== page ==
Dr. Wendel did state that seven diseases or conditions are known in medicine to be associated with the type of retinal changes found in Mrs. McEwen's eyes. However, he then proceeded to explain that four of these "possible" causes were probably unrelated to plaintiff's injuries, in light of the current state of medical knowledge and the results of plaintiff's laboratory tests. The remaining three possibilities were all causally connected by Dr. Wendel to plaintiff's use of oral contraceptives.

On direct and cross-examination, Dr. Wendel's conclusions as to causation were consistently expressed in terms of probability, not possibility. This contrasts sharply with the equivocal, inconsistent medical testimony which we found insufficient in Howerton v. Pfaff, 246 Or. 341, 425 P.2d 533 (1967). Furthermore, Dr. Wendel's opinion was based on, and supported by, his systematic analysis of the evidence in the case, unlike the expert opinion given in Wintersteen v. Semler, 197 Or. 601, 250 P.2d 420, 255 P.2d 138 (1953). We conclude that Dr. Wendel's expert opinion showed with reasonable certainty the requisite causal connection between plaintiff's ingestion of defendants' oral contraceptives and her subsequent ocular injuries. The law requires no more.

[37] While Dr. Wendel was of the opinion that defendants' oral contraceptives gave rise to plaintiff's ocular disorder, Dr. McPherson was unable to identify the underlying cause of this disease. Describing plaintiff's condition as "very puzzling and unusual," Dr. McPherson diagnosed it as "retinitis proliferans [neovascularization of the retina extending into the vitreous (Stedman's Medical Dict., supra n. 2 at 1094)], cause unknown."

Although Dr. McPherson testified that blood clotting and hypertension are side effects caused by oral contraceptives, she was of the opinion that defendants' birth control pills had not caused plaintiff's injuries. This conclusion was based on Dr. McPherson's belief that plaintiff's condition had originated before she began taking oral contraceptives. In a letter dated December 19, 1969, Dr. McPherson stated:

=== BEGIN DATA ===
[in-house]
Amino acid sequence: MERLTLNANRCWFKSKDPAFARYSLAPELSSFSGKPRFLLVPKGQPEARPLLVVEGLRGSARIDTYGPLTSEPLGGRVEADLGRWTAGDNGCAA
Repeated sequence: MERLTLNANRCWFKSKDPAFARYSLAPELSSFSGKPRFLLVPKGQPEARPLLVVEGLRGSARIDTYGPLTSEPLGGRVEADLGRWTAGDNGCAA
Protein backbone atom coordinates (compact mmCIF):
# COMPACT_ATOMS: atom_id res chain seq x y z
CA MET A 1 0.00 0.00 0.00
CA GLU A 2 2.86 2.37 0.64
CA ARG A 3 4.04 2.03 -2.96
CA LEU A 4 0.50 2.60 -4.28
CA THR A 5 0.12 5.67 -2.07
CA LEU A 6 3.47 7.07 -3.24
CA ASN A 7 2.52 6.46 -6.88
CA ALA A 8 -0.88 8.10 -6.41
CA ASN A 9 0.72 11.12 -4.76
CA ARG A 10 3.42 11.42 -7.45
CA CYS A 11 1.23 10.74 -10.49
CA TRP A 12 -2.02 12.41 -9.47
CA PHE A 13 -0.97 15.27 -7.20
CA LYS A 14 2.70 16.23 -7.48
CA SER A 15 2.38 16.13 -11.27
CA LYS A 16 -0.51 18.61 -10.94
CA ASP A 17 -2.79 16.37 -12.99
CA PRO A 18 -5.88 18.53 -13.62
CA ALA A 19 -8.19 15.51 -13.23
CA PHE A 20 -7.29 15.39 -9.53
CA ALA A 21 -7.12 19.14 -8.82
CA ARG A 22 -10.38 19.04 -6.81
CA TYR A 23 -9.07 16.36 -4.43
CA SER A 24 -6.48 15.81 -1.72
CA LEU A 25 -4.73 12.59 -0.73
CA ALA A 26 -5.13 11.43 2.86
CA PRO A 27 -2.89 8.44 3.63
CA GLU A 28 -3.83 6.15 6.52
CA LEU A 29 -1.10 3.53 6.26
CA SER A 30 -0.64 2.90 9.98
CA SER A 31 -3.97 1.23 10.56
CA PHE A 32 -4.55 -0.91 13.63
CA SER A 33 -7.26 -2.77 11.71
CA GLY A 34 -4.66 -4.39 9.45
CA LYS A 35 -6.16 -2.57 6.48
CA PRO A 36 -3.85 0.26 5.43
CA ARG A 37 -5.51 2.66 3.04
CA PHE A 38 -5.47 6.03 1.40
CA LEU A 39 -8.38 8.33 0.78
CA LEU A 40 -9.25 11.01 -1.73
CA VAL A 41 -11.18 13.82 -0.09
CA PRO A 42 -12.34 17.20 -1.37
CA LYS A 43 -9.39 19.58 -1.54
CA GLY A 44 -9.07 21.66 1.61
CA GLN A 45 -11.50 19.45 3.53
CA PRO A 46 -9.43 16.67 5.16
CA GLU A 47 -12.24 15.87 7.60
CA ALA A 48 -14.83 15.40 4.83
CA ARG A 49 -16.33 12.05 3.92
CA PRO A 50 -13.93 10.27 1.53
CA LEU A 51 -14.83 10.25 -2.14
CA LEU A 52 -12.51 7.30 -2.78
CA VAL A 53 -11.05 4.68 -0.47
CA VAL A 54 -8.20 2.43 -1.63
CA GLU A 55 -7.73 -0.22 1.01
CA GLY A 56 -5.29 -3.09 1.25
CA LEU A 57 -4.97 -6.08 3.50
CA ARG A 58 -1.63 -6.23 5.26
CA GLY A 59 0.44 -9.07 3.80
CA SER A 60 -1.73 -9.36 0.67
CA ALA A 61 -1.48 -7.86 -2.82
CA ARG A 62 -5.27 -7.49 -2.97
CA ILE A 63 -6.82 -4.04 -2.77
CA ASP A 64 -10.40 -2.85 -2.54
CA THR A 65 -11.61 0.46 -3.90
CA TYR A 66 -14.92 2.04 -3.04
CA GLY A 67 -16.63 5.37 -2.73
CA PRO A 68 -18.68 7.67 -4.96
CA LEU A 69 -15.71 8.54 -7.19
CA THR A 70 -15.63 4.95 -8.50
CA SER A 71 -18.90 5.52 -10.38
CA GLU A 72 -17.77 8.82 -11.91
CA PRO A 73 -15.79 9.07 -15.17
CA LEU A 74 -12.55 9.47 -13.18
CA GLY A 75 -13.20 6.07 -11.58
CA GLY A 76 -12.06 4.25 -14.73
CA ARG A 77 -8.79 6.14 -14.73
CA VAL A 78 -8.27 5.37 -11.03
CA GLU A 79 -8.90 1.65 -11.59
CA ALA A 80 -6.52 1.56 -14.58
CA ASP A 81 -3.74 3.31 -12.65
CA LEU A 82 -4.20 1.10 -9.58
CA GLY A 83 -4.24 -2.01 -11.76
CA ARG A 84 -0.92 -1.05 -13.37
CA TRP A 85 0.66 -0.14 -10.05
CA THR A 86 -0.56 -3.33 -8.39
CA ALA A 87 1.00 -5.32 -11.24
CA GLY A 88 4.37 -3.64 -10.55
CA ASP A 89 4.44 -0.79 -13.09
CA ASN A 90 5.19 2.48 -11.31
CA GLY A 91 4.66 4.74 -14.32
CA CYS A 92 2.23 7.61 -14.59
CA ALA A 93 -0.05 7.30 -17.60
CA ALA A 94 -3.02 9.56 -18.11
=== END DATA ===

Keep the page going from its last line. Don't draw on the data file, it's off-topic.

"Although the etiology of this condition is unknown, and our records do not show the period of time during which the patient took the oral contraceptives, it is my opinion that this ocular pathology is of long standing, and probably started when the patient was much younger and before the introduction of the birth control pills to the market."

At her deposition, however, Dr. McPherson was equivocal as to the date of origin. She testified that plaintiff's malady had existed for a period of time that "wasn't weeks and * * * wasn't months * * *. The exact time of onset would be relatively unknown." She also had the "feeling" that the disease was "many, many years" old, but later testified that the abnormal growth of new blood vessels in plaintiff's eyes was a "few years" old and that she could not be specific. Still later, she testified that she could not decide precisely when the hemorrhage had occurred in plaintiff's right eye; nor could she determine the time when the abnormal growth of blood vessels began, because "you can't pinpoint the time when you see it at a later stage." As for plaintiff's left eye, Dr. McPherson was able only to determine that the occlusion "was of longer standing than just a few weeks or a few months * * *." At a later point in the deposition Dr. McPherson expressed her belief that the clotting in plaintiff's right eye originated "quite a few years ago." Yet her final opinion was that the growth of new vessels in plaintiff's eyes "just looked like it didn't happen in the last three weeks."

Contradicting the testimony of Dr. McPherson on this point, Dr. Sutton testified that when he examined plaintiff in December, 1968, he was of the opinion that her retinitis proliferans had developed "most likely within the past year."

Considering all of the testimony in the light most favorable to plaintiff, it was permissible for the jury to find that plaintiff's disease originated after she began to take birth control pills in 1966.